Monday, October 26, 2020

NEON ANGEL "Neon Light District"


(c) 2020 Sliptrick Records

  1. Another Kind Of Love
  2. Neon Angel
  3. Love Addiction
  4. Are You There
  5. The City Is Sleeping
  6. World On Fire
  7. Night Tripper
  8. Simon
Johanna Etelakari--Lead Vocals
Tuomas Saari--Guitars
Juho Savikurki--Synth
Tomas Kurki--Bass
Johannes Lati--Drums

Neon Angel is a new band for me that found its way to my inbox from Finland.  Sporting strong female lead vocals, Neon Angel has a definite affinity for 80s metal, incorporating strong guitar leads and a powerful bass presence along with synthesizers and pretty much typical 80s-styled drumming.  However, rather than simply rehash the 80s hard rock sound, Neon Angel uses their synth presence to produce a sound that is a hybrid of 80s metal and New Wave with a little goth rock flavor (especially on "Are You There"), giving them a sound that is not really like anyone else I can think of off the top of my head.

Stylistically, there is no real way to nail down the sound of Neon Angel, exactly, as no two songs here really sound all that much alike and, as I stated above, there is a definite cross-contamination of styles at play.  On Neon Light District's opening track, "Another Kind Of Love", big arena styled drums kick off what feels like a big 80s metal anthem complete with some early 80s Deep Purple-styled keyboard to really provide a full, driving rock sound.  Catchy and teasingly familiar, "Another Kind Of Love" is a really good opening track for the band, although I do with the guitar solo had more emphasis in the song.  What the song does do very well, however, is showcase the vocals of Johanna Etelakari (just Johanna from here on out).  Johanna's vocals are definitely upper-register, with just enough of a sassy snarl to carry that tough 80s rocker chick vibe, and the backing vocals are layered nicely as well, giving Johanna a full sound through the chorus sections.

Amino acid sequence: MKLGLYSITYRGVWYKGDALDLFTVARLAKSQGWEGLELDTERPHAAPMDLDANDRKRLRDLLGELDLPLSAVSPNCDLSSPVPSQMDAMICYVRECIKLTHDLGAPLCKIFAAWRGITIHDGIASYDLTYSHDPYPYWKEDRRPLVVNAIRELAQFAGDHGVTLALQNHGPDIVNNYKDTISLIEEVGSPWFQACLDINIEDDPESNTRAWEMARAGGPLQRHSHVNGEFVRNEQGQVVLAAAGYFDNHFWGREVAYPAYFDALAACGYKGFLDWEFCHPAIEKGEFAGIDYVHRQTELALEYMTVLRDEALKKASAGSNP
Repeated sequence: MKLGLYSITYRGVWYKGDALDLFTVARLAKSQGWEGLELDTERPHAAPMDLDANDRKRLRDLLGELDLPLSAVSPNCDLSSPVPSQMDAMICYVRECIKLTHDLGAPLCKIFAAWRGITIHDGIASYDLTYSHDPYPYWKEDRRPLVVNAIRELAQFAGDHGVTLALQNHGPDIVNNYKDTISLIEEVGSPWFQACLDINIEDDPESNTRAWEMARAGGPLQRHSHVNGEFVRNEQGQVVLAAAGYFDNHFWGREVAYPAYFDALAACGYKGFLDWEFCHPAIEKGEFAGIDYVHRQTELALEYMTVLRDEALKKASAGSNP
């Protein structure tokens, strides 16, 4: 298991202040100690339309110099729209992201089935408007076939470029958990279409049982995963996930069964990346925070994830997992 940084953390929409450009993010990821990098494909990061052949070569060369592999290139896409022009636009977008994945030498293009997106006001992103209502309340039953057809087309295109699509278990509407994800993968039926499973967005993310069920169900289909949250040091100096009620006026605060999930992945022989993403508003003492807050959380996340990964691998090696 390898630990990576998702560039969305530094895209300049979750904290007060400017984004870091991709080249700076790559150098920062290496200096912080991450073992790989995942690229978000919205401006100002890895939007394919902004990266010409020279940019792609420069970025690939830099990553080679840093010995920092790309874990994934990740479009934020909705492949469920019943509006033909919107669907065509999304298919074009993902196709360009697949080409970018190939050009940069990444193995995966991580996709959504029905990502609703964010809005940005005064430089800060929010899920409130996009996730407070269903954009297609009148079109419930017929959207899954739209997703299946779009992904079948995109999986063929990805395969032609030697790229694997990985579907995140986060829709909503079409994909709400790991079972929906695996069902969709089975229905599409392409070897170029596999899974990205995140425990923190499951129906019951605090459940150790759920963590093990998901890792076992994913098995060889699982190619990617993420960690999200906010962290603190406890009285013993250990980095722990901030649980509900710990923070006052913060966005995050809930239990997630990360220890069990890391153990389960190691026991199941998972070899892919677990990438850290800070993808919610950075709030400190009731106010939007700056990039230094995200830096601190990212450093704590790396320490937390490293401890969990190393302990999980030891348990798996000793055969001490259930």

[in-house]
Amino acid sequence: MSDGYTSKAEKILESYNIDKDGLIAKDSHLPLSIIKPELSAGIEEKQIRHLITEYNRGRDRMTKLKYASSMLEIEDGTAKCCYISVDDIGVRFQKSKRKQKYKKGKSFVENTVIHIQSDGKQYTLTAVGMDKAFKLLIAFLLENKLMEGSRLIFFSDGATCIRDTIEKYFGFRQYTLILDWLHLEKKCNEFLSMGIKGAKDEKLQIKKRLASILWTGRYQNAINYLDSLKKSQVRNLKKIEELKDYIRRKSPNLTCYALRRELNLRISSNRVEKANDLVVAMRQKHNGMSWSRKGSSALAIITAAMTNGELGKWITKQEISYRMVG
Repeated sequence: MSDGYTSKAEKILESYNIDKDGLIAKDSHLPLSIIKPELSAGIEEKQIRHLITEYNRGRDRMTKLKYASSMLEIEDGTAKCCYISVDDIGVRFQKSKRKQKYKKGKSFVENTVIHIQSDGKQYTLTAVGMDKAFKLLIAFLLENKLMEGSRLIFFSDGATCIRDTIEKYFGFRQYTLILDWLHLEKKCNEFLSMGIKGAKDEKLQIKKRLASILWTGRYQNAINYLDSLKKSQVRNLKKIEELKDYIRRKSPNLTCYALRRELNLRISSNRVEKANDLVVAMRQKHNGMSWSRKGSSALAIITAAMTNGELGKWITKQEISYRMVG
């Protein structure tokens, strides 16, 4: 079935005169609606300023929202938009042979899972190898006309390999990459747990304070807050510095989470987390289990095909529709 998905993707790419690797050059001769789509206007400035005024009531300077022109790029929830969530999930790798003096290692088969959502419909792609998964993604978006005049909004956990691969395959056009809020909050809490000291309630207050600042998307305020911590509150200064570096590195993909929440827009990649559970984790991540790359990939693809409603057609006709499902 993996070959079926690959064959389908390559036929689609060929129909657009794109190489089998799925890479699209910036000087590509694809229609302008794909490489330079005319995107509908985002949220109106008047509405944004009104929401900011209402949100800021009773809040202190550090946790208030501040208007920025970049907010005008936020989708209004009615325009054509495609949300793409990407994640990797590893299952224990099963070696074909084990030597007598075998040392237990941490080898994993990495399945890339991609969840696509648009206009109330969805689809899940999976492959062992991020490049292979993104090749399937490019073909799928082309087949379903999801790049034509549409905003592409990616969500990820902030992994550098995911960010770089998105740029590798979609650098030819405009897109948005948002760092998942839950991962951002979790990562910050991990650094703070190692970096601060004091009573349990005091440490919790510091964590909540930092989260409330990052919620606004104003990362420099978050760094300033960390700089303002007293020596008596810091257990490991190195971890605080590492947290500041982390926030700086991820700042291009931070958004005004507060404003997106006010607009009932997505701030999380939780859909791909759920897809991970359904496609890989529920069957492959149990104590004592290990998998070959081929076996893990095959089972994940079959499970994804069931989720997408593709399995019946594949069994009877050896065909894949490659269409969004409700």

The band's namesake track, Neon Angel, is up next and intros with what sounds for all the world to me to be a harpsichord to start things off, before giving way to a really smooth, soulful lead-in solo from Saari, which is one of the few times he is truly given the green light to really show off his skill.  Then, suddenly, the song kicks into high gear on a poppy, New Wave inspired rocker that is very synth heavy with Johanna taking on more of a Debbie Harry-styled approach to her vocals.  Think of Harry singing "Rapture" for an idea of how Johanna handles the vocal lines here, even though the song itself has more in common with a harder rocking Psychedelic Furs than with Blondie. The funny thing is, I actually kind of like the song and applaud the band for bringing all of their influences to the table here.

A dirty guitar riff and a rollicking piano kick things off on "Love Addiction" which again finds Johanna in that Debbie Harry region vocally.  In fact, if pressed, I would have to say this is the style she tends toward throughout the record and I have to give her credit, as she handles the style and range very well.  Musically, this track isn't that far removed from something Lita Ford might have done in the 80s, although there are still more synths incorporated in the track than your typical stadium rockers utilized back in the day.  But that's okay.  Neon Angel is definitely not a clone of anyone and there is something to be said for that.  The chorus is pretty catchy here, and the guitar work, while not flashy, is definitely solid and drives the song forward.  To my ear, this is the musical style the band works best with, and Johanna can seemingly handle pretty much any style the band wants to work in, so I would say "Love Addiction" is one of the best two or three tracks here.

"Are You There" slows things down a bit, but doesn't tone down the intensity or diversity of the music at all.  Starting off with a bass riff and some straight-forward time-keeping percussion, Johanna whispers "are you there?", an 80s-inspired keyboard tone plinks in a few notes, and the song hits its stride.  This is a darker-vibed song than most here and Johanna's voice takes on something of a haunting tone throughout the course of this nearly six minute track.  To me, this type of song screams 80s movie soundtrack, something like Lost Boys or the like, which incorporated hard rockers and more New Wave alt rock tracks.  "Are You There" is definitely in the latter category, and I found myself continually waiting for the guitar that is buzzing just below the surface to really rip itself free of the song, but it never does.  Again, this is an intense, dark song, but it is lacking that something to really put it over the top for me, and I'm guaranteeing that "something" is just a ferocious guitar riff and searing solo to drive this track home.